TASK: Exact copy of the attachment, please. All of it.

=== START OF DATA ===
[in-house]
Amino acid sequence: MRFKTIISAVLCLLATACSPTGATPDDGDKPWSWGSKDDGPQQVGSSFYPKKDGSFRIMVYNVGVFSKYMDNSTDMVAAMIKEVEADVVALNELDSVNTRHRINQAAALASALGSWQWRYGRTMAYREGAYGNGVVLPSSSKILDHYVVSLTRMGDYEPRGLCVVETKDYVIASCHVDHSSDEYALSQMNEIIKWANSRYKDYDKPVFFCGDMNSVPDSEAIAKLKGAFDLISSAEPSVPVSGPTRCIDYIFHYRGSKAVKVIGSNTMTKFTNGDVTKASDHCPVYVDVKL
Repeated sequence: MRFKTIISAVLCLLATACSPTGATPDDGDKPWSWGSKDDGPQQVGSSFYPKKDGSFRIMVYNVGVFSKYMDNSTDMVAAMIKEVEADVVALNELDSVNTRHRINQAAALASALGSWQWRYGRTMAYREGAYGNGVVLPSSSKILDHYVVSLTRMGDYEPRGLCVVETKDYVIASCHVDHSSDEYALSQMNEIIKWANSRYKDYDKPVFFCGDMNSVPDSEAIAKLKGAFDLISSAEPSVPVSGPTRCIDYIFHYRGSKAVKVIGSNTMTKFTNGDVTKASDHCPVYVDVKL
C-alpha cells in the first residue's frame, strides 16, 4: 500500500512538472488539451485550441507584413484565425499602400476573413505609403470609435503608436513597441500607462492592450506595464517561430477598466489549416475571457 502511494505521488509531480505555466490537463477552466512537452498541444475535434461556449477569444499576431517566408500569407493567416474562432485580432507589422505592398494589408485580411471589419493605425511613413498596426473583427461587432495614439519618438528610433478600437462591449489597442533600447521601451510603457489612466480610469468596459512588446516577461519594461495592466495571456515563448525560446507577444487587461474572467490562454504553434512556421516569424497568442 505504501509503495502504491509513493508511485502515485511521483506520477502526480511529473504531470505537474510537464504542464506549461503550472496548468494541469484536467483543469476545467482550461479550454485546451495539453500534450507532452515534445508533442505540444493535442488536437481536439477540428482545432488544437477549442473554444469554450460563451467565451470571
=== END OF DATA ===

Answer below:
[in-house]
Amino acid sequence: MRFKTIISAVLCLLATACSPTGATPDDGDKPWSWGSKDDGPQQVGSSFYPKKDGSFRIMVYNVGVFSKYMDNSTDMVAAMIKEVEADVVALNELDSVNTRHRINQAAALASALGSWQWRYGRTMAYREGAYGNGVVLPSSSKILDHYVVSLTRMGDYEPRGLCVVETKDYVIASCHVDHSSDEYALSQMNEIIKWANSRYKDYDKPVFFCGDMNSVPDSEAIAKLKGAFDLISSAEPSVPVSGPTRCIDYIFHYRGSKAVKVIGSNTMTKFTNGDVTKASDHCPVYVDVKL
Repeated sequence: MRFKTIISAVLCLLATACSPTGATPDDGDKPWSWGSKDDGPQQVGSSFYPKKDGSFRIMVYNVGVFSKYMDNSTDMVAAMIKEVEADVVALNELDSVNTRHRINQAAALASALGSWQWRYGRTMAYREGAYGNGVVLPSSSKILDHYVVSLTRMGDYEPRGLCVVETKDYVIASCHVDHSSDEYALSQMNEIIKWANSRYKDYDKPVFFCGDMNSVPDSEAIAKLKGAFDLISSAEPSVPVSGPTRCIDYIFHYRGSKAVKVIGSNTMTKFTNGDVTKASDHCPVYVDVKL
C-alpha cells in the first residue's frame, strides 16, 4: 500500500512538472488539451485550441507584413484565425499602400476573413505609403470609435503608436513597441500607462492592450506595464517561430477598466489549416475571457 502511494505521488509531480505555466490537463477552466512537452498541444475535434461556449477569444499576431517566408500569407493567416474562432485580432507589422505592398494589408485580411471589419493605425511613413498596426473583427461587432495614439519618438528610433478600437462591449489597442533600447521601451510603457489612466480610469468596459512588446516577461519594461495592466495571456515563448525560446507577444487587461474572467490562454504553434512556421516569424497568442 505504501509503495502504491509513493508511485502515485511521483506520477502526480511529473504531470505537474510537464504542464506549461503550472496548468494541469484536467483543469476545467482550461479550454485546451495539453500534450507532452515534445508533442505540444493535442488536437481536439477540428482545432488544437477549442473554444469554450460563451467565451470571